For many couples in Illinois, the decision to get a divorce is not one that is easily made. No matter what level of income or assets is at stake, a separation in Illinois usually entails property division. Couples should go into divorce proceedings with even a basic knowledge of how taxes may come into play in order to ensure that they are receiving what they are legally due.
Simply dividing property is not an event that can be taxed. There are measures in place, such as qualified domestic relations orders, that will prevent a spouse from being taxed if he or she receives a portion of a retirement plan. However, there are situations in which an asset’s true value is actually lower than its face value due to taxes. For example, a spouse will still have to follow retirement plan guidelines upon cashing out and the amount will likely be subject to tax. Additionally, if the couple chooses to sell the house and the divorce is finalized by Dec. 31, each spouse is only entitled to $250,000 in tax-free gains instead of the $500,000 extended to married couples.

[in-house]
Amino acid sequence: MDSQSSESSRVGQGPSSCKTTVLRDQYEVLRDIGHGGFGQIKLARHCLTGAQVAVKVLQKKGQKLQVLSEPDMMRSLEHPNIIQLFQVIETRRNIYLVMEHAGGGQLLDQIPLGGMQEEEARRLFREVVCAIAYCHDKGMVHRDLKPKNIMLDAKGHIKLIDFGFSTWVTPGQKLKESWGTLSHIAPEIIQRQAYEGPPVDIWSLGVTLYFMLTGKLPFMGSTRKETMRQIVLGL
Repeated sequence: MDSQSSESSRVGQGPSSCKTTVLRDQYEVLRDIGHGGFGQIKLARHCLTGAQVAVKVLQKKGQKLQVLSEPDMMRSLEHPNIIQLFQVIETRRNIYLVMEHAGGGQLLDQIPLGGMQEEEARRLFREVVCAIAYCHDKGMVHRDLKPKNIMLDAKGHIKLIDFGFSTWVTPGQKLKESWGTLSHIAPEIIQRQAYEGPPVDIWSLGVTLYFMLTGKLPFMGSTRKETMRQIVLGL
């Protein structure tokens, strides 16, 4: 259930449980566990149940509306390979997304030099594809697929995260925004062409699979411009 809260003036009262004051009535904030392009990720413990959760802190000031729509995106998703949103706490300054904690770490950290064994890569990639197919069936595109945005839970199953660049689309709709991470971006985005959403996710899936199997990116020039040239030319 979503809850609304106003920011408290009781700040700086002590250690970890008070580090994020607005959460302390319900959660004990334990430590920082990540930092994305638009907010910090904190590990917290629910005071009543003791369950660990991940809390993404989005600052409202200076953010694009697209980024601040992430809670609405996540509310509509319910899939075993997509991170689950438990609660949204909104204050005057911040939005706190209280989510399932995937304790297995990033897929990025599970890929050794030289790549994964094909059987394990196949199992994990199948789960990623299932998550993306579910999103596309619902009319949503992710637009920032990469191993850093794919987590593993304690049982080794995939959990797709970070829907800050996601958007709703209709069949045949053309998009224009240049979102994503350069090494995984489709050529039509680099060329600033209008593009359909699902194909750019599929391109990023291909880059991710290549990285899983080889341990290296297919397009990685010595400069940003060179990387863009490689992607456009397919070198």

There are other tax considerations as well. Child support is not tax-deductible, but alimony is. Spouses who receive alimony are required to report it as income on a tax return. In many cases, only the spouse with primary custody of children can claim them as dependents, though a couple can negotiate other terms.
Anyone considering divorce should work with an attorney who understands how to find the true value of an asset. That can help to ensure an equitable division of property.
Source: Financial Advisor, “Tax Expertise: A Valuable Skill Throughout Divorce,” Joseph E. Cordell, June 5, 2014